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Neck turning & annealing question

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Unread 03-11-2009, 06:26 PM
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Neck turning & annealing question

I have ordered an outside neck turning tool for my 7 wsm brass. I've seen from multiple sources that the uniformity of this brass can greatly benefit from neck turning.

Before I screw up any brass, I've got a few questions.

When is the best time to turn the necks - after FL resizing brand new brass, or after partial FL resizing once fired brass? I've got 100 pcs of brand new brass that needs to be prepped. I'm thinking, right after FL resizing, before any other prep work.

Also, is there any benefit to neck turning my previously fired brass I've been shooting (mulitple reloads), or is it too late for that now?

How close to the neck-shoulder interface should I turn the necks?

My normal process on fired 7 wsm brass is:

partial FL resize, no bump (simultaneously deprime)
wipe off case lube
measure oal and check proper chambering
trim all alike if required on any
if trimmed, ID/OD chamfer & steel wool polish mouth (Thanks Varmint Al)
primer pocket brush
neck brush
load powder, seat & check proper chambering

Along the same lines, - when in this process is the best time to anneal my previously fired brass? I'm thinking, right after tumbling, with a repeat tumbling after annealing. Please advise.

Thanks in advance!

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Unread 03-11-2009, 08:37 PM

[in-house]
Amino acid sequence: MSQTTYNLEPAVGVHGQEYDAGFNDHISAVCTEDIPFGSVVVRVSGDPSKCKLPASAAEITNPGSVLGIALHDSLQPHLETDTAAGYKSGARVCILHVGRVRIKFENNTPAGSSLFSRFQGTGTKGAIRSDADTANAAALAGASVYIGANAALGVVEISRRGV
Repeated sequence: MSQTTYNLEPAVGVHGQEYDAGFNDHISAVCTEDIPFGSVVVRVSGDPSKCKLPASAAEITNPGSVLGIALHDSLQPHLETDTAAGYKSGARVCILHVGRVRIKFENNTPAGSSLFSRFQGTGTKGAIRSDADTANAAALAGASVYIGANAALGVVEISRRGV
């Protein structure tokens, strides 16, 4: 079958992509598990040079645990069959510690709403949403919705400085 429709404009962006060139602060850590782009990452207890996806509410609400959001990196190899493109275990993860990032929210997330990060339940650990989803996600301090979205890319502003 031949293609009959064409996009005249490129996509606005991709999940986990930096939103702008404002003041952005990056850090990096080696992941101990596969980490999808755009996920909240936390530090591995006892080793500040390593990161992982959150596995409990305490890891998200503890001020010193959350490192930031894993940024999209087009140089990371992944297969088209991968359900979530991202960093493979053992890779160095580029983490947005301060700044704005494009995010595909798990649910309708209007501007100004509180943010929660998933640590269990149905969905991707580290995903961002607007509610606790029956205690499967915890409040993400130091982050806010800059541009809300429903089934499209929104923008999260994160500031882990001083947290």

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Re: Neck turning & annealing question

The best time to outside neck turn is before they are ever fired. The first concern is getting the right inside neck diameter for the neck turning mandrel. That will depend upon which turner you got. The K & M has an expander that will expand the necks to right diameter. For my Forster turner I use a Lee Collet Neck Sizer to get the necks right for the mandrel.

There is some info, I think it came with my Forster turner, that says that turning a slight bit into the shoulder will help prevent do-nut development. I do that as shown here on a 338RUM

Now I feel a little skeered about cutting away shoulder brass but it has never created a problem. I have not been able to verify the do-nut thing. I have only developed a do-nut on my 280AI (which I turn for also) and only with Nosler 280AI brass. However I haven't turned any of that particular brass and have started using the regular Nosler 280 rem brass for my 280AI and have not seen do-nuts there yet.

IMO, there is an advantage to turning previously fired brass, or any brass, because it make the neck brass consistant. Consistant neck brass can keep the thicker side of the brass from offering more resistance to the bullet being seated and thus canting the bullet. Can't prove that other than my turned brass has less runout (measured on the ogive) than unturned brass.

You will really need that steel wool on the inside of the necks after turning because the mandrel will scar up the inside neck surface.

For annealing, you're on your own.
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Unread 03-11-2009, 08:47 PM
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Join Date: Dec 2007
Posts: 322
Re: Neck turning & annealing question

I have been prepping alot of 7mmWSM brass lately.I use an expander mandrel on virgin brass prior to turning the necks.I think it is important to use an expander mandrel,that way it will force all the imperfections to the outside,so they can be sraped off with the neck turner.I only clean up about 80% of the neck,I try not to remove any more material than necessary.I turn down until the cutter just starts to scratch the shoulder,that way I know I cut far enough down.